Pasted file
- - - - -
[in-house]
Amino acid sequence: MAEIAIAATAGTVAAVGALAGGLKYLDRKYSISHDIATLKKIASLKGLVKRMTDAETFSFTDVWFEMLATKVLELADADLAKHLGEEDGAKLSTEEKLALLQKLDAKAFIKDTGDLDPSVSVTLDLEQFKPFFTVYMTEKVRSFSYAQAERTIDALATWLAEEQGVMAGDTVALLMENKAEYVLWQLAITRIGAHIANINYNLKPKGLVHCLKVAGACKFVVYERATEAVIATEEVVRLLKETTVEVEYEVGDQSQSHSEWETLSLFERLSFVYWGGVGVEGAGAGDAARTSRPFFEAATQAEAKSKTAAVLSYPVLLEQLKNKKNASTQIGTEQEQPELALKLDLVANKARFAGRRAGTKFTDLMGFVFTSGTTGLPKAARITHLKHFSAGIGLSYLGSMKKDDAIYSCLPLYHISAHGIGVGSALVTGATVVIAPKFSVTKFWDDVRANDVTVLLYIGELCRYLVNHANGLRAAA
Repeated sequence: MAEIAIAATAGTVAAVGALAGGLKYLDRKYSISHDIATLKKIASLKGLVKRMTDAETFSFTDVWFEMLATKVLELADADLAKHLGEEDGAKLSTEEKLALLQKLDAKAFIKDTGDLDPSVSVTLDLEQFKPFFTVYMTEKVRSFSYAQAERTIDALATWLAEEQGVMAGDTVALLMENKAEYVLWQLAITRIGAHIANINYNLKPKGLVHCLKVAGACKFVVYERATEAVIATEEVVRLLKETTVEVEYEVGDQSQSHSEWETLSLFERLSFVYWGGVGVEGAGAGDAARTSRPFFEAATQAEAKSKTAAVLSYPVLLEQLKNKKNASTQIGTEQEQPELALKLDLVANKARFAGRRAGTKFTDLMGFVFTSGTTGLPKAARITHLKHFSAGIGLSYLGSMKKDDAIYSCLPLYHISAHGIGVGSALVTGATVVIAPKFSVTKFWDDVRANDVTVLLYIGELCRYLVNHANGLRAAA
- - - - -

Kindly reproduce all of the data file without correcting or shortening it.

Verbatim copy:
[in-house]
Amino acid sequence: MAEIAIAATAGTVAAVGALAGGLKYLDRKYSISHDIATLKKIASLKGLVKRMTDAETFSFTDVWFEMLATKVLELADADLAKHLGEEDGAKLSTEEKLALLQKLDAKAFIKDTGDLDPSVSVTLDLEQFKPFFTVYMTEKVRSFSYAQAERTIDALATWLAEEQGVMAGDTVALLMENKAEYVLWQLAITRIGAHIANINYNLKPKGLVHCLKVAGACKFVVYERATEAVIATEEVVRLLKETTVEVEYEVGDQSQSHSEWETLSLFERLSFVYWGGVGVEGAGAGDAARTSRPFFEAATQAEAKSKTAAVLSYPVLLEQLKNKKNASTQIGTEQEQPELALKLDLVANKARFAGRRAGTKFTDLMGFVFTSGTTGLPKAARITHLKHFSAGIGLSYLGSMKKDDAIYSCLPLYHISAHGIGVGSALVTGATVVIAPKFSVTKFWDDVRANDVTVLLYIGELCRYLVNHANGLRAAA
Repeated sequence: MAEIAIAATAGTVAAVGALAGGLKYLDRKYSISHDIATLKKIASLKGLVKRMTDAETFSFTDVWFEMLATKVLELADADLAKHLGEEDGAKLSTEEKLALLQKLDAKAFIKDTGDLDPSVSVTLDLEQFKPFFTVYMTEKVRSFSYAQAERTIDALATWLAEEQGVMAGDTVALLMENKAEYVLWQLAITRIGAHIANINYNLKPKGLVHCLKVAGACKFVVYERATEAVIATEEVVRLLKETTVEVEYEVGDQSQSHSEWETLSLFERLSFVYWGGVGVEGAGAGDAARTSRPFFEAATQAEAKSKTAAVLSYPVLLEQLKNKKNASTQIGTEQEQPELALKLDLVANKARFAGRRAGTKFTDLMGFVFTSGTTGLPKAARITHLKHFSAGIGLSYLGSMKKDDAIYSCLPLYHISAHGIGVGSALVTGATVVIAPKFSVTKFWDDVRANDVTVLLYIGELCRYLVNHANGLRAAA